Governance is about the guidance of collective behavior to promote the public interest. The most basic and important goals are productivity (the efficient creation of value), equity (the fair distribution of value), and trust (the shared belief that the authority needed to create and distribute value is used competently and in the public interest). As with so many things these days, we look to technology to power our way to meeting these goals.
For most of its history, however, decisions about computer work ignored the potential as well as the difficulties of coordinating large segments of institutional value chains. This was because the early computers were cost-effective only for limited, well-structured calculations (codebreaking, artillery ballistics, accounting reports). Success thus depended foremost on specialized skills for running technology and producing information, not on using information to reform the typically much larger and more significant non-tech activities of value chains. Computers for many decades simply weren’t powerful enough to drive institution-wide reforms in productivity, equity, and trust.
That’s changed, of course. Digital productivity — the units produced per computing dollar spent for data collection, storage, communications and processing — has improved exponentially, largely in line with the “doubling every two years” metric known as Moore’s Law. Suddenly, computers can do things only humans could do before. Think about the dramatic and previously impossible progress in the past five years with automated legal and medical research, automated conversational interactions on a wide variety of topics (“Jeopardy,” anyone?), and automated vehicles.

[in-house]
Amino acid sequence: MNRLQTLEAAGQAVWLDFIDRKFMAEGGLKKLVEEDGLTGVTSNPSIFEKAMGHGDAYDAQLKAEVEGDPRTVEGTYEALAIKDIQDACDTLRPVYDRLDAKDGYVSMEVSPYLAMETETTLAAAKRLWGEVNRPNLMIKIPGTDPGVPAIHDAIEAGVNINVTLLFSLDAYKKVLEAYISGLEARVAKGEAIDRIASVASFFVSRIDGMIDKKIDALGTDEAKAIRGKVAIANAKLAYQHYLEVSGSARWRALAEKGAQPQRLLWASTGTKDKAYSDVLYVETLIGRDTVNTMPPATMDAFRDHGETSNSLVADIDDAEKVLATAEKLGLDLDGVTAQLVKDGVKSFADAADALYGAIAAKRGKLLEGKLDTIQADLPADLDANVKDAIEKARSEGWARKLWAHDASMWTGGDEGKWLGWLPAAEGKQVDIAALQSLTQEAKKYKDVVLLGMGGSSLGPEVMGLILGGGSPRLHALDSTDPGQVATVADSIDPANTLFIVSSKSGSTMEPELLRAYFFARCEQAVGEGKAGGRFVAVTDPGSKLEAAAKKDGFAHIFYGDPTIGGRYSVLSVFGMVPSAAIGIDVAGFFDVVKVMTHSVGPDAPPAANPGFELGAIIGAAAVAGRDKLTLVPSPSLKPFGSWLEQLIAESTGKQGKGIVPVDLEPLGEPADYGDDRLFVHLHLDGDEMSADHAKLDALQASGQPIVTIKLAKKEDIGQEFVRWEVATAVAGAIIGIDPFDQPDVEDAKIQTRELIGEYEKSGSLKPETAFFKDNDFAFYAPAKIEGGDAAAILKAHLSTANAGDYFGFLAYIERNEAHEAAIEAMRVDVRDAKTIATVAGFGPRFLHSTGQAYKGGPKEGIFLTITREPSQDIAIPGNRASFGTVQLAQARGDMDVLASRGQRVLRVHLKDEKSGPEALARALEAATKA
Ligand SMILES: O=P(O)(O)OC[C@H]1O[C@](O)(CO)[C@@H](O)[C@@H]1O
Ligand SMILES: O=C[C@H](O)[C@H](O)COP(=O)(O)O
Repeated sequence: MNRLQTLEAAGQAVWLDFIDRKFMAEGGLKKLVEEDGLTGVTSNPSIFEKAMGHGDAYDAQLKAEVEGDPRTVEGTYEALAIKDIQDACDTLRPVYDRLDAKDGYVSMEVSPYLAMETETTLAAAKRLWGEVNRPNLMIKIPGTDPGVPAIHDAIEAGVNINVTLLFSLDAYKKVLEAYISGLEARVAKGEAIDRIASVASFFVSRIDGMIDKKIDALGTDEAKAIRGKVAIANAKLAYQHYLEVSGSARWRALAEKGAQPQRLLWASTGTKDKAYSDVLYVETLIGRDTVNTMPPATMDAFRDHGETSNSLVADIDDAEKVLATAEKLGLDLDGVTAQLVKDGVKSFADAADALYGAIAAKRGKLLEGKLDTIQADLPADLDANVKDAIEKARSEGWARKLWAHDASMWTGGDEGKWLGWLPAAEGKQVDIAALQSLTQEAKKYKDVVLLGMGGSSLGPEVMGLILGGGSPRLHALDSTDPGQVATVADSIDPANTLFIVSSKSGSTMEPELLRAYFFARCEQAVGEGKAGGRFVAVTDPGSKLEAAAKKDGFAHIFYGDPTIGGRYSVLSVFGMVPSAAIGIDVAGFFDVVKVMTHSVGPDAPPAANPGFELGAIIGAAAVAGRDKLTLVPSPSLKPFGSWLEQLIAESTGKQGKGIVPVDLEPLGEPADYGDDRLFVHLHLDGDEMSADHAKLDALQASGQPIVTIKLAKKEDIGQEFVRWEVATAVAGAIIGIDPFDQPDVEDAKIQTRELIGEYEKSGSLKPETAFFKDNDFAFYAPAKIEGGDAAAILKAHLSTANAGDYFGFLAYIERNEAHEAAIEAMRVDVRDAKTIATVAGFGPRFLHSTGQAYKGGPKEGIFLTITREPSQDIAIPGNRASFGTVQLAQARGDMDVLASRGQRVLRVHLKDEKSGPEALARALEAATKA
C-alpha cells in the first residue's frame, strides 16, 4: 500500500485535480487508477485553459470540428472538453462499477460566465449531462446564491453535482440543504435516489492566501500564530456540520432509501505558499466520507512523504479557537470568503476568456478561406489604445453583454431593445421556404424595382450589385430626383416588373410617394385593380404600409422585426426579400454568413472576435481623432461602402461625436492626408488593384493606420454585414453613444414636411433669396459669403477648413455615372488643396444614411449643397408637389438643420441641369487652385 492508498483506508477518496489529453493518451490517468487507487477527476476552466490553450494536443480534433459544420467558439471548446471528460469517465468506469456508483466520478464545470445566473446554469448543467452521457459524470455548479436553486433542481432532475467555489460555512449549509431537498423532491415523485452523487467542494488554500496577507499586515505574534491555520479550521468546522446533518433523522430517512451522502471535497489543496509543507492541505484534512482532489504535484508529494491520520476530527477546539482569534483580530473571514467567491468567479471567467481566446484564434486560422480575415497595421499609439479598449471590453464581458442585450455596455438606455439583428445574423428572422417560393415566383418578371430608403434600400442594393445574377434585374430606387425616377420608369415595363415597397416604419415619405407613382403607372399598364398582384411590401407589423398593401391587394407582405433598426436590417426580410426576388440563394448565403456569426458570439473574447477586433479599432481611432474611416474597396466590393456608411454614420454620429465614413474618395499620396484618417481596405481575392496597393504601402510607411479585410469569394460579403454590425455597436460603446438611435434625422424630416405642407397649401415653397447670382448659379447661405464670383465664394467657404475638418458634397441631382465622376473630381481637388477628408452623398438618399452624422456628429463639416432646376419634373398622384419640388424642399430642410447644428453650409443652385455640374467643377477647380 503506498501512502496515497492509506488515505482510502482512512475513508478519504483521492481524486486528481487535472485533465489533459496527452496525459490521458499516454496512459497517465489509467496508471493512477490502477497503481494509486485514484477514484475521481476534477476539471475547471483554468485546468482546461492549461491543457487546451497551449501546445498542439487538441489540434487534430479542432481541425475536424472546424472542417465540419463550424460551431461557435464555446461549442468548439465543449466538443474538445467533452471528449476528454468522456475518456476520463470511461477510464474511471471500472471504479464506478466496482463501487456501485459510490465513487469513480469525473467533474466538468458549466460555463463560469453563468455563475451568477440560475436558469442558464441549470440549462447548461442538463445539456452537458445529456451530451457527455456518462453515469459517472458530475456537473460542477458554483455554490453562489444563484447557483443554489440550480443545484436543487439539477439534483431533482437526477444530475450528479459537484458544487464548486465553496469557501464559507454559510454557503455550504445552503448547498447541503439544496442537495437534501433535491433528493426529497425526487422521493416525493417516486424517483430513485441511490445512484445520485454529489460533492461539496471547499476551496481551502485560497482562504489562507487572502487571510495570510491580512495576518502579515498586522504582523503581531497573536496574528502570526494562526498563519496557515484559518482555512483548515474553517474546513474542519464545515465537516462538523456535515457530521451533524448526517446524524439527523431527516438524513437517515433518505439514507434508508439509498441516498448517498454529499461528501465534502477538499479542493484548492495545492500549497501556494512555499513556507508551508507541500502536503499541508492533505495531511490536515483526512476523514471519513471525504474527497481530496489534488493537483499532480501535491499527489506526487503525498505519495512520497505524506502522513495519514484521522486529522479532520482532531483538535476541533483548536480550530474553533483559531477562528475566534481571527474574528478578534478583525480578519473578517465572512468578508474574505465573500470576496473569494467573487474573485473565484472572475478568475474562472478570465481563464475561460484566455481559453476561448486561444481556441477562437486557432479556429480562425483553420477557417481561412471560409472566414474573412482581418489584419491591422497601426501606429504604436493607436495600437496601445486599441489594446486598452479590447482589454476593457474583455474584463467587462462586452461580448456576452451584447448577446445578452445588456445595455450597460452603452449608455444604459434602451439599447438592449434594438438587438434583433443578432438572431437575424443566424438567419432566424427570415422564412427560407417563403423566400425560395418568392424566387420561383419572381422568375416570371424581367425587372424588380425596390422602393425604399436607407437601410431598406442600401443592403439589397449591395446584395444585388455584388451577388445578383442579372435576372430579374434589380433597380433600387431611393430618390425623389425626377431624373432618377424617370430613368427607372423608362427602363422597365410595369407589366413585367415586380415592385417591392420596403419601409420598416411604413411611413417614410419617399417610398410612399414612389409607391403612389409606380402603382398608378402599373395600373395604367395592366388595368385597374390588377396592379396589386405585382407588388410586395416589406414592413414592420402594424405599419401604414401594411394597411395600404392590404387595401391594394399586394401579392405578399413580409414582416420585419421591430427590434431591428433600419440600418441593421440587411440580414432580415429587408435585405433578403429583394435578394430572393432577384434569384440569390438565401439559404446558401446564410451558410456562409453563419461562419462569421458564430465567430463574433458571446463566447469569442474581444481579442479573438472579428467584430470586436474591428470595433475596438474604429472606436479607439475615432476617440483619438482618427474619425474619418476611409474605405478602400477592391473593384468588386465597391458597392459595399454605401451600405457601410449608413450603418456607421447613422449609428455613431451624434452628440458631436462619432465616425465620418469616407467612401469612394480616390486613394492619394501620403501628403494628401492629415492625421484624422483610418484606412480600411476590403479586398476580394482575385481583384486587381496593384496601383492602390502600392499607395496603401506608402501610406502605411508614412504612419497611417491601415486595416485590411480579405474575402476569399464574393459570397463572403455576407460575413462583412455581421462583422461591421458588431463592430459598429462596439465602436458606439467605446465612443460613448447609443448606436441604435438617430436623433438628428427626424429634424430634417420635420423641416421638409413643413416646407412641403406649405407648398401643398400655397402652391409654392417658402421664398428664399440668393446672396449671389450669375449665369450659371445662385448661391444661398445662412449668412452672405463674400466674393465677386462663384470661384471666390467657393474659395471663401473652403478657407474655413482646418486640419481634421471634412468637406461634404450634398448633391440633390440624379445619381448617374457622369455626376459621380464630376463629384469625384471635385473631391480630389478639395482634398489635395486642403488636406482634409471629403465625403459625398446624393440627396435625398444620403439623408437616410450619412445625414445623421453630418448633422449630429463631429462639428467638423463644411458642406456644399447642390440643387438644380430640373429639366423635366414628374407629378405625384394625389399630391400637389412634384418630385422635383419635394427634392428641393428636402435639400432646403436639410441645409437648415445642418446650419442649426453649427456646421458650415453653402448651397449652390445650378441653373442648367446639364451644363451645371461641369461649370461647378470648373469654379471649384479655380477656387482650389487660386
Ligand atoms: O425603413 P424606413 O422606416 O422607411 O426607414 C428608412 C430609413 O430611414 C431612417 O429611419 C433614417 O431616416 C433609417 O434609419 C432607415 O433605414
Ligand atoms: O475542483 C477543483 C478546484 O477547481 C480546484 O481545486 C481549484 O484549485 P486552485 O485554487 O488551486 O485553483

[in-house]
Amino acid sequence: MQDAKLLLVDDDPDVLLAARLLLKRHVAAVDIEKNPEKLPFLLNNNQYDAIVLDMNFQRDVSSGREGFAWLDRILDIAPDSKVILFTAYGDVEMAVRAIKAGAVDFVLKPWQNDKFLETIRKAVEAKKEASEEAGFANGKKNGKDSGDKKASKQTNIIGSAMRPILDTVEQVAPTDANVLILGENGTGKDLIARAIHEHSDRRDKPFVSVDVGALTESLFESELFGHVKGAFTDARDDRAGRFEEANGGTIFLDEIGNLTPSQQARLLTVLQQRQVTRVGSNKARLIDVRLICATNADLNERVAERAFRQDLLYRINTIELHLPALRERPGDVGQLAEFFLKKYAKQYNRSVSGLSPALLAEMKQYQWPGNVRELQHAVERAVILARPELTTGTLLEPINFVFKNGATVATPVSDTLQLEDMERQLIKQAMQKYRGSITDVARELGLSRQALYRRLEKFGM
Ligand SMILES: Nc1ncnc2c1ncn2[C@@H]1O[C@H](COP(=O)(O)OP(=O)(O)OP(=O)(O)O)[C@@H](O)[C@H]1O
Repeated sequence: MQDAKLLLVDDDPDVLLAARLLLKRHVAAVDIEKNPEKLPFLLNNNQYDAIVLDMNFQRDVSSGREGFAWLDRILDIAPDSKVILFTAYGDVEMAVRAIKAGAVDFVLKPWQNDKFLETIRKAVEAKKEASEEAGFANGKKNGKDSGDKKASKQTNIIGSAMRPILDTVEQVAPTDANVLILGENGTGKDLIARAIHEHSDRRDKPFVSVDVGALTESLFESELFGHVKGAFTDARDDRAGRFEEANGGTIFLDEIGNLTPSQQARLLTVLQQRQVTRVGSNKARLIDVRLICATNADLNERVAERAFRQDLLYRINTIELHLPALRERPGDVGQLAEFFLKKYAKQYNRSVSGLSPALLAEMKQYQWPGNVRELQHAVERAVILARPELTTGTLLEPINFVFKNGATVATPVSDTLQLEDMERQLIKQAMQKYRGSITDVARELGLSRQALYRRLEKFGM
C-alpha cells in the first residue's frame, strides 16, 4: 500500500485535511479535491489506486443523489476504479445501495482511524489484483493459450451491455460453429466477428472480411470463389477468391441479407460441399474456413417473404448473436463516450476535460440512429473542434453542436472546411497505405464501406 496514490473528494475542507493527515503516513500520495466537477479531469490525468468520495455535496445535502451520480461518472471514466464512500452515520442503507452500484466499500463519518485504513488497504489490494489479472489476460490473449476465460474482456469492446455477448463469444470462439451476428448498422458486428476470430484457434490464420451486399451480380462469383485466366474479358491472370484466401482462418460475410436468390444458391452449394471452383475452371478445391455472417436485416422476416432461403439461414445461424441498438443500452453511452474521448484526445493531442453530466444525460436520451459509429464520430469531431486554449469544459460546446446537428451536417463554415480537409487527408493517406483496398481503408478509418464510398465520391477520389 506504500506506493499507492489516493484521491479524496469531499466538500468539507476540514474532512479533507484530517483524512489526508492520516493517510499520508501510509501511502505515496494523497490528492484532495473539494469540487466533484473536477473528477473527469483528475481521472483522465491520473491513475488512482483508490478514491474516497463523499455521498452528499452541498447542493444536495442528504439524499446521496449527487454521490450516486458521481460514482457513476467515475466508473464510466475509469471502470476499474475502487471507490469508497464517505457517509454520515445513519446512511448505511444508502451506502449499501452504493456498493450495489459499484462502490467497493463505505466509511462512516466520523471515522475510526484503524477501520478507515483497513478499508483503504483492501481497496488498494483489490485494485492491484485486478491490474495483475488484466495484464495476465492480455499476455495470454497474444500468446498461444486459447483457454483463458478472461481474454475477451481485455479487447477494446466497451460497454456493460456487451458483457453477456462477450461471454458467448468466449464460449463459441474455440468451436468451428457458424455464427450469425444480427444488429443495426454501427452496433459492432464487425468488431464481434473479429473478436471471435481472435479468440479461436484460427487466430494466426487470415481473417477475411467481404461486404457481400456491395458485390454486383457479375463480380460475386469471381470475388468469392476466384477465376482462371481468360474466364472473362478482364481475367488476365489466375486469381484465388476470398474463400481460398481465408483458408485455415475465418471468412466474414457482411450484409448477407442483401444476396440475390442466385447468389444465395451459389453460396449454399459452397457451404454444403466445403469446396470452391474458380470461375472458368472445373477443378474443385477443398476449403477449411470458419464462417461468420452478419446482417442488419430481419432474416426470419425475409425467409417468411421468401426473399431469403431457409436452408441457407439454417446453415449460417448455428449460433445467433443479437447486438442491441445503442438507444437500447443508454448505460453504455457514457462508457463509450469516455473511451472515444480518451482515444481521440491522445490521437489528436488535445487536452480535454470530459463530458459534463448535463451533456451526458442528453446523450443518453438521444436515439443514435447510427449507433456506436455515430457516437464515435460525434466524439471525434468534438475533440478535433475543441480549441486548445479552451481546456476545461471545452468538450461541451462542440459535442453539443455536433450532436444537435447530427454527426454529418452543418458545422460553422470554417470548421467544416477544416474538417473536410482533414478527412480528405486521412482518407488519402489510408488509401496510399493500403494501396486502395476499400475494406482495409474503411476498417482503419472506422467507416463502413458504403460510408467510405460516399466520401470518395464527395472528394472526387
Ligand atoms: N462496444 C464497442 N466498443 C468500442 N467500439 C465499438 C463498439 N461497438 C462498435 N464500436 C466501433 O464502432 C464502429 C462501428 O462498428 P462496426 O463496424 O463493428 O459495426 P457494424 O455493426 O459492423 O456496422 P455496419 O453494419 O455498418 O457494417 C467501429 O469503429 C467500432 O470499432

Computer-based change used to be small and slow enough to be absorbed without much impact on jobs, organizational structures or strategies. But things are different now, and the growth of digital productivity will continue to accelerate dramatically. The future will be much more disruptive. Research at Oxford University and elsewhere predicts that nearly half of all existing jobs will be eliminated by automation or require substantial retraining and skill upgrading over the next 10-20 years.
While productivity growth overall has continued to create a richer world, economic growth outside the technology sphere has slowed and become contentious, and many on both the left and right have come to believe that we are on the wrong course. As an equity concern, while the share of national income for the top 1 percent in the mid-1970s was 27 times larger than that for the bottom 1 percent, it grew to 81 times larger by 2013. As the equity numbers got worse, so did measures of trust in most of our institutions: The portion of Americans who think that government makes good decisions “most of the time,” for example, has fallen from about 80 percent to below 20 percent. And after more than a half-century of information-age progress, people are connected more tightly via computer screens, but they are also more anxious, angry, and harder to govern.
These issues impact every aspect of institutional and jurisdictional governance, from social policy to regulation to taxation. Government’s application of technology will continue to have a growing role in addressing them. So public leaders — and not just the technology specialists — should be able to give well-informed and well-considered answers about digital priorities for:
Productivity: Are you making smart choices about new targets for automation (such as driverless cars and automated text research); new opportunities for remote coordination (as with GPS-enabled apps that tell citizens where the buses, trains and snowplows are); and new support for evidence-based decisions (as with assembling “what works” databases for better-informed funding decisions)?
Equity: Are you making smart choices about computer-accessible and lifelong job training, transitional support, job-sharing, and other opportunities for those disrupted by digital transformation (much as land-grant colleges helped in the transition from agricultural to industrial life)?
Trust: Are you making smart choices about public-service responsiveness and accountability (as with 311-style apps that allow citizens to report problems like potholes and track City Hall’s progress in dealing with them)? Are the activities of government transparent (as with making budgeting documents easily accessible online), and is the public engaged in providing feedback and evaluation that is both useful and used?
Good governance today can’t be developed without explicitly considering how growing digital power should be used to improve productivity, equity and trust through well-chosen reforms in jobs, institutions and entire value chains. Does your jurisdiction need new digital priorities?